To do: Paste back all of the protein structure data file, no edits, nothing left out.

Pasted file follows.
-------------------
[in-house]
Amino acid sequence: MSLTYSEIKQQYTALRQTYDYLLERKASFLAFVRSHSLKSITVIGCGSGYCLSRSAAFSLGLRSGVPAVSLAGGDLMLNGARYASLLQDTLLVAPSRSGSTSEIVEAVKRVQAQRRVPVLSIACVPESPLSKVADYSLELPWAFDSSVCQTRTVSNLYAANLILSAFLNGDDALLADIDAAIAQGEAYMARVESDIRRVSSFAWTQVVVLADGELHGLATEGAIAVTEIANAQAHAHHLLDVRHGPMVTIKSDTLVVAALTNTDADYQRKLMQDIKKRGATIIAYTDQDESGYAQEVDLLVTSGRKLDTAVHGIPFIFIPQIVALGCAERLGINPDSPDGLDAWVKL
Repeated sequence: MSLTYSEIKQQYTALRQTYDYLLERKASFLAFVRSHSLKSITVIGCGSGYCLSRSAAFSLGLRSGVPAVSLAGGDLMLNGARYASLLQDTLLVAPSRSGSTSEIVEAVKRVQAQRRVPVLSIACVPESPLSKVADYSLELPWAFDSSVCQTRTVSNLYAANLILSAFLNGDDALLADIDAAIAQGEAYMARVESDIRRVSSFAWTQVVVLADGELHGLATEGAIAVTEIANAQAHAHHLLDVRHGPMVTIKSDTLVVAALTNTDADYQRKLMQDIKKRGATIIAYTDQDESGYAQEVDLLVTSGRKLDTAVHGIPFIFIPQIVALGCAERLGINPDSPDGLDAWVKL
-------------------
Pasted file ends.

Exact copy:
[in-house]
Amino acid sequence: MSLTYSEIKQQYTALRQTYDYLLERKASFLAFVRSHSLKSITVIGCGSGYCLSRSAAFSLGLRSGVPAVSLAGGDLMLNGARYASLLQDTLLVAPSRSGSTSEIVEAVKRVQAQRRVPVLSIACVPESPLSKVADYSLELPWAFDSSVCQTRTVSNLYAANLILSAFLNGDDALLADIDAAIAQGEAYMARVESDIRRVSSFAWTQVVVLADGELHGLATEGAIAVTEIANAQAHAHHLLDVRHGPMVTIKSDTLVVAALTNTDADYQRKLMQDIKKRGATIIAYTDQDESGYAQEVDLLVTSGRKLDTAVHGIPFIFIPQIVALGCAERLGINPDSPDGLDAWVKL
Repeated sequence: MSLTYSEIKQQYTALRQTYDYLLERKASFLAFVRSHSLKSITVIGCGSGYCLSRSAAFSLGLRSGVPAVSLAGGDLMLNGARYASLLQDTLLVAPSRSGSTSEIVEAVKRVQAQRRVPVLSIACVPESPLSKVADYSLELPWAFDSSVCQTRTVSNLYAANLILSAFLNGDDALLADIDAAIAQGEAYMARVESDIRRVSSFAWTQVVVLADGELHGLATEGAIAVTEIANAQAHAHHLLDVRHGPMVTIKSDTLVVAALTNTDADYQRKLMQDIKKRGATIIAYTDQDESGYAQEVDLLVTSGRKLDTAVHGIPFIFIPQIVALGCAERLGINPDSPDGLDAWVKL